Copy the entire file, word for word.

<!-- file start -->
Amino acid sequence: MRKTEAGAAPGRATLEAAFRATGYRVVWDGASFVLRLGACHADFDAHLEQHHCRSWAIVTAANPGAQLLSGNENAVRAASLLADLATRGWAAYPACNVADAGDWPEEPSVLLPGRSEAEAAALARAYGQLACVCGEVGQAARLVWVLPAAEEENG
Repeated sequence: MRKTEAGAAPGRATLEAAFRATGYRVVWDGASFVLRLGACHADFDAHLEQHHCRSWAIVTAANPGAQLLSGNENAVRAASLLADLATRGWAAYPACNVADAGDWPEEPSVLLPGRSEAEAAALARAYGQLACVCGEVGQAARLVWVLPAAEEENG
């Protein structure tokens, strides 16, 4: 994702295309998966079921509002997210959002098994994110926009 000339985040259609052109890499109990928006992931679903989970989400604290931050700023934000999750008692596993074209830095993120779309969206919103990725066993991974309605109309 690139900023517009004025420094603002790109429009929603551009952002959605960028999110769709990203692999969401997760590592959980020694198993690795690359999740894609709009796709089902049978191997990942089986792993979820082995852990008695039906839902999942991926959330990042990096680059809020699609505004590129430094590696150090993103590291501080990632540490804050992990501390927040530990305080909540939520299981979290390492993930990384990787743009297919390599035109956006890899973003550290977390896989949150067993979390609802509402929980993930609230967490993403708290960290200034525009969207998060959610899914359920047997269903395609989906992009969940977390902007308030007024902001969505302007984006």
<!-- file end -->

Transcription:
Amino acid sequence: MRKTEAGAAPGRATLEAAFRATGYRVVWDGASFVLRLGACHADFDAHLEQHHCRSWAIVTAANPGAQLLSGNENAVRAASLLADLATRGWAAYPACNVADAGDWPEEPSVLLPGRSEAEAAALARAYGQLACVCGEVGQAARLVWVLPAAEEENG
Repeated sequence: MRKTEAGAAPGRATLEAAFRATGYRVVWDGASFVLRLGACHADFDAHLEQHHCRSWAIVTAANPGAQLLSGNENAVRAASLLADLATRGWAAYPACNVADAGDWPEEPSVLLPGRSEAEAAALARAYGQLACVCGEVGQAARLVWVLPAAEEENG
């Protein structure tokens, strides 16, 4: 994702295309998966079921509002997210959002098994994110926009 000339985040259609052109890499109990928006992931679903989970989400604290931050700023934000999750008692596993074209830095993120779309969206919103990725066993991974309605109309 690139900023517009004025420094603002790109429009929603551009952002959605960028999110769709990203692999969401997760590592959980020694198993690795690359999740894609709009796709089902049978191997990942089986792993979820082995852990008695039906839902999942991926959330990042990096680059809020699609505004590129430094590696150090993103590291501080990632540490804050992990501390927040530990305080909540939520299981979290390492993930990384990787743009297919390599035109956006890899973003550290977390896989949150067993979390609802509402929980993930609230967490993403708290960290200034525009969207998060959610899914359920047997269903395609989906992009969940977390902007308030007024902001969505302007984006």